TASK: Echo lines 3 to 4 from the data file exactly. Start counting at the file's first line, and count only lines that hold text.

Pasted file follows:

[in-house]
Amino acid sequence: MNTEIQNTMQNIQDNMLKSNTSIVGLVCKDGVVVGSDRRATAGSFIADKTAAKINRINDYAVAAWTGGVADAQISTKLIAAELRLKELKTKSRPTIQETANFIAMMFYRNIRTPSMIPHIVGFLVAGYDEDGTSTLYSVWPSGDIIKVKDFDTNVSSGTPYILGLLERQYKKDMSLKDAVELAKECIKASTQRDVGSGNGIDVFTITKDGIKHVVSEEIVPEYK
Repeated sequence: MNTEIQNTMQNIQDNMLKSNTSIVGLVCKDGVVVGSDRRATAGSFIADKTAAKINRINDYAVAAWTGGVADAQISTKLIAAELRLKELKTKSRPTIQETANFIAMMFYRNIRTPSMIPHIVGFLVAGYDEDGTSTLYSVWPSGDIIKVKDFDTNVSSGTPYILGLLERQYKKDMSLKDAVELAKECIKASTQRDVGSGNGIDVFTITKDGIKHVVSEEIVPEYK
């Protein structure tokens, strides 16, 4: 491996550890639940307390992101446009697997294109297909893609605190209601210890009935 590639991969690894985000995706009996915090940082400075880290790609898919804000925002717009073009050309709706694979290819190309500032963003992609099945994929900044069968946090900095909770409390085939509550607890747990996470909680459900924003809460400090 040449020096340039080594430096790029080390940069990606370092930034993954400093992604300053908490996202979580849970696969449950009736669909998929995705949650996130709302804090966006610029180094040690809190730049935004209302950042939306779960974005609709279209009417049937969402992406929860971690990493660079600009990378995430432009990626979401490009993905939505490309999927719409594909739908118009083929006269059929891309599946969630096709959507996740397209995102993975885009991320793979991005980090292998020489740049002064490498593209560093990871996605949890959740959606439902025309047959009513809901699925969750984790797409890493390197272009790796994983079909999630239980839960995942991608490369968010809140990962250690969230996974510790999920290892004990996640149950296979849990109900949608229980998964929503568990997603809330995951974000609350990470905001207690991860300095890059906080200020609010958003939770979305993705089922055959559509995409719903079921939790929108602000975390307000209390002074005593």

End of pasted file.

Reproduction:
Repeated sequence: MNTEIQNTMQNIQDNMLKSNTSIVGLVCKDGVVVGSDRRATAGSFIADKTAAKINRINDYAVAAWTGGVADAQISTKLIAAELRLKELKTKSRPTIQETANFIAMMFYRNIRTPSMIPHIVGFLVAGYDEDGTSTLYSVWPSGDIIKVKDFDTNVSSGTPYILGLLERQYKKDMSLKDAVELAKECIKASTQRDVGSGNGIDVFTITKDGIKHVVSEEIVPEYK
């Protein structure tokens, strides 16, 4: 491996550890639940307390992101446009697997294109297909893609605190209601210890009935 590639991969690894985000995706009996915090940082400075880290790609898919804000925002717009073009050309709706694979290819190309500032963003992609099945994929900044069968946090900095909770409390085939509550607890747990996470909680459900924003809460400090 040449020096340039080594430096790029080390940069990606370092930034993954400093992604300053908490996202979580849970696969449950009736669909998929995705949650996130709302804090966006610029180094040690809190730049935004209302950042939306779960974005609709279209009417049937969402992406929860971690990493660079600009990378995430432009990626979401490009993905939505490309999927719409594909739908118009083929006269059929891309599946969630096709959507996740397209995102993975885009991320793979991005980090292998020489740049002064490498593209560093990871996605949890959740959606439902025309047959009513809901699925969750984790797409890493390197272009790796994983079909999630239980839960995942991608490369968010809140990962250690969230996974510790999920290892004990996640149950296979849990109900949608229980998964929503568990997603809330995951974000609350990470905001207690991860300095890059906080200020609010958003939770979305993705089922055959559509995409719903079921939790929108602000975390307000209390002074005593």